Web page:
God Bless Texas?
All sides of a recent textbook battle are right, and wrong, about religion in American history.
I think five different people mentioned the same article to me earlier this month: “How Christian Were the Founders?” from The New York Times Magazine. Russell Shorto’s long and generally balanced piece examines how one institution, the Texas State Board of Education, exerts tremendous power over the interpretation of such contentious issues as creation/evolution and the role of Christianity in the founding of the United States. It is a story full of ironies, not unlike American history itself.
Texas is a big state, and it orders a lot of textbooks. Textbook publishers cannot afford to tailor their products to every potential audience, so they often aim at the large target under the Lone Star. As a result, 15 people in Texas help determine the curriculum for much of the country. Who knew that an elected body including high school teachers, administrators, real estate agents, lawyers, and a dentist has more direct influence over public schools in this country than do the presidents of Ivy League universities?
Reality as the opposite of what you would expect is one kind of irony. Irony as unintended consequences, and irony as the juxtaposition of contradictory impulses, are also on display in Shorto’s piece. Both appear in his discussion of the fabled wall of separation between church and state.
First, the unintended consequences. In 1801, a group of Baptists in Danbury, Connecticut, wrote to newly elected President Thomas Jefferson for some help on a church-state matter. Jefferson was no orthodox Christian—he famously excised everything he didn’t like from his Bible—but all the Danbury Baptists cared about was that he was no friend of the established (state-supported) Congregationalist churches in New England. What the letter-writers wanted was the protection of the state from other Christians. This Jefferson assured them, based on his reading of the First Amendment, in which he saw provision for “a wall of separation between Church & State.” Short-term, the Baptists got what they wanted. The wall would become less comforting, though, as Baptists grew in number and stature over the next two centuries.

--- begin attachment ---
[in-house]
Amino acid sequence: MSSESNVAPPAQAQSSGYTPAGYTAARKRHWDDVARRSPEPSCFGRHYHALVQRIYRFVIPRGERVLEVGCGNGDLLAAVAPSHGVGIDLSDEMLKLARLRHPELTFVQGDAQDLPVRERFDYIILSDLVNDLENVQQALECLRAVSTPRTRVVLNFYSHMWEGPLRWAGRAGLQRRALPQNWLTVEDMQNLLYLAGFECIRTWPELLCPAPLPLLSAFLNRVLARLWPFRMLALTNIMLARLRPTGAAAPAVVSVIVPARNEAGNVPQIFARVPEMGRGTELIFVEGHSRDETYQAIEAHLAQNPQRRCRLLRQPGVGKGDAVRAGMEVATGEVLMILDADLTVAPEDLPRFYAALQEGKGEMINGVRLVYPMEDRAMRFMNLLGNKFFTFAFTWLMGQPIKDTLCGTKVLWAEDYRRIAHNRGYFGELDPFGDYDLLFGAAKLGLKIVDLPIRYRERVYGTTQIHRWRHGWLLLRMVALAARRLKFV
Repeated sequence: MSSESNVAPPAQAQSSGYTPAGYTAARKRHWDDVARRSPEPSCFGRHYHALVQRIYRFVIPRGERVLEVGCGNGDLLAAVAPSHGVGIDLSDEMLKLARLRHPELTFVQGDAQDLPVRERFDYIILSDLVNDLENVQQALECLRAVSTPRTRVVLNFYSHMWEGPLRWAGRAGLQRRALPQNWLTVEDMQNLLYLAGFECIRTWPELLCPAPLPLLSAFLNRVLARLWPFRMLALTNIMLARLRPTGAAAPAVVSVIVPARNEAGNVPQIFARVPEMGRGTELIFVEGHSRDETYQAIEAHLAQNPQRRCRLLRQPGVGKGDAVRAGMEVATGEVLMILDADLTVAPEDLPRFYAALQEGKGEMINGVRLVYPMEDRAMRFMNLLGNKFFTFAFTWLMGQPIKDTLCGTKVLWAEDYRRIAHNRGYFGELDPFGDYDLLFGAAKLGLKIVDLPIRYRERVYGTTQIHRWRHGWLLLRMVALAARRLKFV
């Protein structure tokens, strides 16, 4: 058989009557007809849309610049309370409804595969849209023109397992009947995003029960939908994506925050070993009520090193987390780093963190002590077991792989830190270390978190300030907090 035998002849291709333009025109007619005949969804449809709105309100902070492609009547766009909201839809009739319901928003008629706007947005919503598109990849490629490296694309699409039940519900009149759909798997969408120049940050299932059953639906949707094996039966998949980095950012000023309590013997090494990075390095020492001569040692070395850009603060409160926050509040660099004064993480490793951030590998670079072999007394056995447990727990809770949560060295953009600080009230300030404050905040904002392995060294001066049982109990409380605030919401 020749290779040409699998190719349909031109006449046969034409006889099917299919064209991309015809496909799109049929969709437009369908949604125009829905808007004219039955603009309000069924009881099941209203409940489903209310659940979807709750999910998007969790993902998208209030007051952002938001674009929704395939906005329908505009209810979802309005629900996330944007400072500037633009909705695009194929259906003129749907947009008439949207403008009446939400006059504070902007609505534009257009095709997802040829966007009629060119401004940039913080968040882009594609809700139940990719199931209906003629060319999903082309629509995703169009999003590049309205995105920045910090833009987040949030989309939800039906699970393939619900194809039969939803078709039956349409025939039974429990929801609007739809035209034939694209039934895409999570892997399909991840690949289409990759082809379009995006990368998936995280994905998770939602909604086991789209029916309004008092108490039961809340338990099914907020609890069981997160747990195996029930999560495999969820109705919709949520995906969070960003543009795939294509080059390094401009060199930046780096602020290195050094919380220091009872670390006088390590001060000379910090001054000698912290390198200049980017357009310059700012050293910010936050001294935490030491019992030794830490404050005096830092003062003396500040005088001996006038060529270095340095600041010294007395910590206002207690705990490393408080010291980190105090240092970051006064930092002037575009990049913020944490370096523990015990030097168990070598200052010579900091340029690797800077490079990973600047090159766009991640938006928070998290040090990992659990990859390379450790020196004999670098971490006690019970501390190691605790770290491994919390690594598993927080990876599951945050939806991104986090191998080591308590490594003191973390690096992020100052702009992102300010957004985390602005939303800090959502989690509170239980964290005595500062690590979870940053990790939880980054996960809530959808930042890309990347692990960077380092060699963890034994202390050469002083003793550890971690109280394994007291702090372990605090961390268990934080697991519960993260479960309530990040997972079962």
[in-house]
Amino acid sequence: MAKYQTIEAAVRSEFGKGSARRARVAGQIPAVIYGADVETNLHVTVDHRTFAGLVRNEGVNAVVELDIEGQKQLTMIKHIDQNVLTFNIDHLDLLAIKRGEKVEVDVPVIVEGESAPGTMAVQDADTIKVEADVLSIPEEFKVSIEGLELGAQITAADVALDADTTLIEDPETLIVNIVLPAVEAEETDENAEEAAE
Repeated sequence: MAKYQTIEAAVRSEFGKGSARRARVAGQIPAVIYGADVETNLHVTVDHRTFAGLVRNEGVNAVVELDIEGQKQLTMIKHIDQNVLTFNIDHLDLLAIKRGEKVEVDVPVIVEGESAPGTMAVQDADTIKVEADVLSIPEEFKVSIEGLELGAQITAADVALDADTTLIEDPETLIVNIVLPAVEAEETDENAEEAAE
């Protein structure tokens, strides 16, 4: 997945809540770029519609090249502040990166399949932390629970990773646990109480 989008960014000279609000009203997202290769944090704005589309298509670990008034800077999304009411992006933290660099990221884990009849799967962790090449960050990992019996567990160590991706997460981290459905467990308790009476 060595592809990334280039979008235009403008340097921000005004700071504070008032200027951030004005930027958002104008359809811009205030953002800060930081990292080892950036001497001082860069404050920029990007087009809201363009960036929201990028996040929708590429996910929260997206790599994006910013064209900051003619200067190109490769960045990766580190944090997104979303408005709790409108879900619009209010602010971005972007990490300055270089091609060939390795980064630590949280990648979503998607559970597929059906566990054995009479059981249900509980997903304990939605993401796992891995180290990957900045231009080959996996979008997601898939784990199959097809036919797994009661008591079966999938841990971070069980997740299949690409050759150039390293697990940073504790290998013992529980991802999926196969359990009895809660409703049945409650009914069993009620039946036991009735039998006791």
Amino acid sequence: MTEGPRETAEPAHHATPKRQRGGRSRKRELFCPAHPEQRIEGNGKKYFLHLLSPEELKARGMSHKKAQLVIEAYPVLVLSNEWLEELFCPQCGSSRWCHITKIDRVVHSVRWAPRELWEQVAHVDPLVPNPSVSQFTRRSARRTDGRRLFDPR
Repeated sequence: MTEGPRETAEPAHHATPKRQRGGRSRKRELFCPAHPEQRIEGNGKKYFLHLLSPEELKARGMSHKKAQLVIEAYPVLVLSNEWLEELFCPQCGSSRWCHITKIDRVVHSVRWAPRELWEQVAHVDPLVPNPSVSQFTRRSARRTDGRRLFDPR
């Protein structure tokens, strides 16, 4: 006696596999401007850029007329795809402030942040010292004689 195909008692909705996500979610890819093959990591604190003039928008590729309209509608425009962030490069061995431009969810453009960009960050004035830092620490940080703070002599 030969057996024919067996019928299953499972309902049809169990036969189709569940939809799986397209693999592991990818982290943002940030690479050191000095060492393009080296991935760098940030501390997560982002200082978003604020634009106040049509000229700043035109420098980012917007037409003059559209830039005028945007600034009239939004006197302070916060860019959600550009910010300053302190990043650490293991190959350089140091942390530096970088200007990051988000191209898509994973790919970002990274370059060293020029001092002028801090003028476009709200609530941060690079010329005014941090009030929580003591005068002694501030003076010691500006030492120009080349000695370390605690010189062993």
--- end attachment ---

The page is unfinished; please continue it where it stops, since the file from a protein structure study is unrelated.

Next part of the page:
For the juxtaposition of contradictory impulses, I refer to some of the quotations Shorto gathered from people who write on American religious history. According to David Barton, the leader of the WallBuilders ministry who was called in by the Texas board as a consultant, “ ‘Separation of church and state’ currently means almost exactly the opposite of what it originally meant.” He’s right. The First Amendment has two clauses related to religious freedom, the establishment clause (“Congress shall make no law respecting an establishment of religion …”) and the free exercise clause (“… or prohibiting the free exercise thereof”). As both the Danbury Baptists and Jefferson understood, the two clauses aimed primarily at allowing Americans to pursue their religion without interference. People were afraid of too much control over religion. Now, many Americans fear that religious forces are too strong, so it’s the state’s job to protect a neutral public sphere from being overrun by the faithful. Agree or disagree with either fear, they are decidedly different.
In opposition, Barnard College historian Randall Balmer dismissed the idea “that the founders intended America to be a Christian nation.” He’s right, too. A nation where the free exercise of religion is protected is not necessarily a “Christian nation,” even if the religion being practiced is overwhelmingly some form of Christianity, as it was in the early American republic. The framers emphatically did not want to copy the “Christian nations” of Western Europe, with their numerous formal connections between political and ecclesial authority. On the other hand, the framers approached Christianity with reverential deference in comparison to French revolutionaries, who waged all-out war on the church. So the framers did not intend America to be a Christian nation, as they understood that category, but they didn’t intend it to be an un-Christian nation, either. Probably, the latter notion would have horrified and baffled more of them than the former would have.
Finally, a quote from University of Chicago historian emeritus Martin Marty: “I think ‘wall’ is too heavy a metaphor. There’s a trend now away from it. … In textbooks, we’re moving away from an unthinking secularity.” Note that—textbooks are already moving, even without the firm guiding hands of the Texas State Board of Education. As an example, the U.S. History survey text I use, published by W.W. Norton, just added more religion coverage in the eighth edition. A collegiate text, it is not subject to the state-level adoption process. Instead, this update reflects shifts in the discipline of history, where religious history recently overtook cultural history as scholars’ top specialty. And so the battle of religious activists versus the godless educational establishment turns out to be deeply complicated. No wonder Reinhold Niebuhr’s 1952 masterpiece The Irony of American History remains a classic.